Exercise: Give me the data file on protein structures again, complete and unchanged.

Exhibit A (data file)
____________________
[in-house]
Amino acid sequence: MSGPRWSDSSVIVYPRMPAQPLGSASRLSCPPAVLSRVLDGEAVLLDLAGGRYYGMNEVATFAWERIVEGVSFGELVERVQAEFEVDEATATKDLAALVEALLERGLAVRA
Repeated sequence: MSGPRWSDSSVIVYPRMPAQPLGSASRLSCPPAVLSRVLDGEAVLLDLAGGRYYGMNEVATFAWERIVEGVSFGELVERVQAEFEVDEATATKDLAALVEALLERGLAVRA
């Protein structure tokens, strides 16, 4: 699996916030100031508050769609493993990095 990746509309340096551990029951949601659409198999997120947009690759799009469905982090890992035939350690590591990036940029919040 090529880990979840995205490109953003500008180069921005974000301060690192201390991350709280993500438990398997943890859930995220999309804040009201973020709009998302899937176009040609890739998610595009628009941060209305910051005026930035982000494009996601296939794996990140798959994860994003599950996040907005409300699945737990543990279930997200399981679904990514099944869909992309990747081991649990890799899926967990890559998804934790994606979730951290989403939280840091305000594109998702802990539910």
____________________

[in-house]
Amino acid sequence: MSGPRWSDSSVIVYPRMPAQPLGSASRLSCPPAVLSRVLDGEAVLLDLAGGRYYGMNEVATFAWERIVEGVSFGELVERVQAEFEVDEATATKDLAALVEALLERGLAVRA
Repeated sequence: MSGPRWSDSSVIVYPRMPAQPLGSASRLSCPPAVLSRVLDGEAVLLDLAGGRYYGMNEVATFAWERIVEGVSFGELVERVQAEFEVDEATATKDLAALVEALLERGLAVRA
């Protein structure tokens, strides 16, 4: 699996916030100031508050769609493993990095 990746509309340096551990029951949601659409198999997120947009690759799009469905982090890992035939350690590591990036940029919040 090529880990979840995205490109953003500008180069921005974000301060690192201390991350709280993500438990398997943890859930995220999309804040009201973020709009998302899937176009040609890739998610595009628009941060209305910051005026930035982000494009996601296939794996990140798959994860994003599950996040907005409300699945737990543990279930997200399981679904990514099944869909992309990747081991649990890799899926967990890559998804934790994606979730951290989403939280840091305000594109998702802990539910």